Page created on June 9, 2021. Last updated on January 17, 2022 at 11:38
Definition and epidemiology
Cancer of the vulva is mostly a disease of older (60 – 70 years) women. It’s one of the less common gynaecological cancers (5%).
The prognosis of vulvar cancer is poor, even though most are discovered in an early stage.
Squamous cell carcinoma is the most common histological type, accounting for 90% of cases. The second most common is adenocarcinoma, which originates from the Bartholin glands.
Vulvar intraepithelial neoplasia
Vulvar intraepithelial neoplasia (VIN) is the premalignant precursor to squamous cell vulvar cancer.
VIN is classified according to the WHO 2020 system. According to this system, the cells can either be:
- Low-grade VIN
- High-grade VIN
- Differentiated vulvar intraepithelial neoplasia (dVIN)
Low-grade VIN is a benign lesion and is not premalignant. High-grade VIN and dVIN are associated with the development of vulvar cancer.
High-grade VIN is associated with HPV and is the most common form of VIN. It’s also associated with smoking. These lesions are often multifocal (many foci within the same organ) and multicentric (concomitant foci in other organs, like vagina, cervix).
dVIN is not associated with HPV and has a worse prognosis than high-grade VIN. It’s associated with lichen sclerosis. These lesions are unifocal and unicentric.
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|I||Tumor confined to the vulva and/or perineum|
|II||Tumor of any size with extension to adjacent perineal structures (distal third of the urethra, distal third of the vagina, anal involvement)|
|III||Tumour of any size with or without extension to adjacent perineal structures (1/3 lower urethra, 1/3 lower vagina, anus) with positive inguinal-femoral lymph nodes|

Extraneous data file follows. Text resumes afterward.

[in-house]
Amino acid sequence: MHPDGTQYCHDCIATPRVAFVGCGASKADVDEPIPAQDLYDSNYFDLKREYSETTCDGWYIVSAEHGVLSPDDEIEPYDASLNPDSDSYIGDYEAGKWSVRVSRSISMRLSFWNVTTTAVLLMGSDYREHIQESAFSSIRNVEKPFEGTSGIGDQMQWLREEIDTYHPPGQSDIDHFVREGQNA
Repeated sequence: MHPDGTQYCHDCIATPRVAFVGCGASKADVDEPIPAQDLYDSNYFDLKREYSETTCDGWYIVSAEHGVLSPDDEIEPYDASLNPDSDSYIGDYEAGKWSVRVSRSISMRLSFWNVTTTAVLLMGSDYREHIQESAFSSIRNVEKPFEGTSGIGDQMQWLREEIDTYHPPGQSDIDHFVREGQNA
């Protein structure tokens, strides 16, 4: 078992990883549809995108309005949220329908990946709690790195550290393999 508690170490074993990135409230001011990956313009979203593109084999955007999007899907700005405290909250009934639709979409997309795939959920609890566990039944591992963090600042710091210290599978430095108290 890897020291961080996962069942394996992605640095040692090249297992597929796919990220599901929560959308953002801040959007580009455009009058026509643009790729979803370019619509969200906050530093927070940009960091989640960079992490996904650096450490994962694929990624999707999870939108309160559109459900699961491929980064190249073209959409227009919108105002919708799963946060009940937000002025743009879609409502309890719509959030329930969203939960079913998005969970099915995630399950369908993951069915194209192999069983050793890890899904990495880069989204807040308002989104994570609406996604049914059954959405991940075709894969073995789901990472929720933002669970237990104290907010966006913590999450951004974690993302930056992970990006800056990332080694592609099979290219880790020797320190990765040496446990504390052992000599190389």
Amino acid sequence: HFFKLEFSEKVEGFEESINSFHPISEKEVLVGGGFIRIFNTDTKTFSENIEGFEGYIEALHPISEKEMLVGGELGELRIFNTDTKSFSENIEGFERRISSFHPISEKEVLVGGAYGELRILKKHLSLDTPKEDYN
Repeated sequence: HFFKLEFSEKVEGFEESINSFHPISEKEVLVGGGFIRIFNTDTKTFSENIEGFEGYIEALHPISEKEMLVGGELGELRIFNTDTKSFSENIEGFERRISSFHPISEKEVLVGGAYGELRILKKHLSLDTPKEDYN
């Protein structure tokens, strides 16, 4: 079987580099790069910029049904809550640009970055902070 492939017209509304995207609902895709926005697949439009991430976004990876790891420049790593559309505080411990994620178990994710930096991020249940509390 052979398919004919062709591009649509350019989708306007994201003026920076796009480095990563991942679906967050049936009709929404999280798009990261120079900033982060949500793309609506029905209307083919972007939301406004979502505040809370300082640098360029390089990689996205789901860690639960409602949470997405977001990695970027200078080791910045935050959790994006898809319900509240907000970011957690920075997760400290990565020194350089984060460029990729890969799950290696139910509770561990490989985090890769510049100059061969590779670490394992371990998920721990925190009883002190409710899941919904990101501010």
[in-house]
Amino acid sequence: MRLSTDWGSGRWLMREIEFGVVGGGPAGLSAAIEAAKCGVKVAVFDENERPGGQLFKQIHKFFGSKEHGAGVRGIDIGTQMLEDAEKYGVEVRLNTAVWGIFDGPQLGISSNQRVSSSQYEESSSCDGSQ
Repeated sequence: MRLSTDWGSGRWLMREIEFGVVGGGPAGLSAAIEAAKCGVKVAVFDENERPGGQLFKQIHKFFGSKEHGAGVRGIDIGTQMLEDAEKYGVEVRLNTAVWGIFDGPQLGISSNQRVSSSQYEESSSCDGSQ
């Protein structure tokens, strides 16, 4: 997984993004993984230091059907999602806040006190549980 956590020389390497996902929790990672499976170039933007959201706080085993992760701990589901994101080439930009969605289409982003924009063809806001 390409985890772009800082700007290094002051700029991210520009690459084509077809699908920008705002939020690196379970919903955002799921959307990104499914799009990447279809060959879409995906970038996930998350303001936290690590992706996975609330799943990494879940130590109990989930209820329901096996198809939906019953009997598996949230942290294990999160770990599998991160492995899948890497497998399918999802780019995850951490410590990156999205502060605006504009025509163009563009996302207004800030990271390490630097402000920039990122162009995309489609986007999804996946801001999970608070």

|IV||Tumour invades other regional (2/3 upper urethra, 2/3 upper vagina), or distant structures|
(Substages excluded for simplicity)
Patients with VIN or vulvar cancer usually present with a vulvar lesion, which is visible but often asymptomatic. If symptomatic, it can be itchy or bleeding.
Diagnosis and evaluation
Diagnosis is made based of biopsy of the lesion. It can be difficult to distinguish VIN from lichen sclerosus or lichen planus, so biopsy should be taken of all lesions of the vulva which are not certain to be benign.
Low-grade VIN is not premalignant and does not require treatment unless symptomatic. High-grade VIN and dVIN can be treated by surgical excision or by ablation. Unfortunately, recurrence is common, so patients should be monitored regularly for recurrence.
The treatment of vulvar cancer is generally surgical. The radicality of the surgery depends on the stage, the age of the patient, the comorbidities, and the stages of the lymph nodes. The options are:
- Local excision with 1 cm free margin
- Partial vulvectomy
- Radical vulvectomy ± inguinofemoral lymphadenectomy ± pelvic lymphadenectomy
- Pelvic exenteration is the most radical treatment option. It involves removing all organs from the pelvic cavity. Rarely performed.
The stages of the lymph nodes should be determined by sentinel lymph node biopsy. The sentinel lymph nodes in case of vulvar cancer are called Cloquet or Rosenmüller lymph nodes. If the sentinel lymph node is positive, regional lymphadenectomy is necessary.
Radiochemotherapy may be an option in recurring or high stage cancers. In case of palliative cases, electro-excision or laser-excision may be used.
Vaginal intraepithelial neoplasia
Vaginal intraepithelial neoplasia (VAIN) is the premalignant precursor to vaginal cancer. VAIN is, like CIN and high grade VIN, associated with HPV, and is often present simultaneously as any of these (due to the multifocal and multicentric character of HPV lesions). VAIN is very rare.
It’s classified like this:
- Low grade squamous intraepithelial lesion (VAIN 1)
- High grade squamous intraepithelial lesion (VAIN 2/VAIN 3)
VAIN is usually asymptomatic. It can be screened for by Pap smear, it can be diagnosed by biopsy.
It is treated surgically or with ablation by laser.
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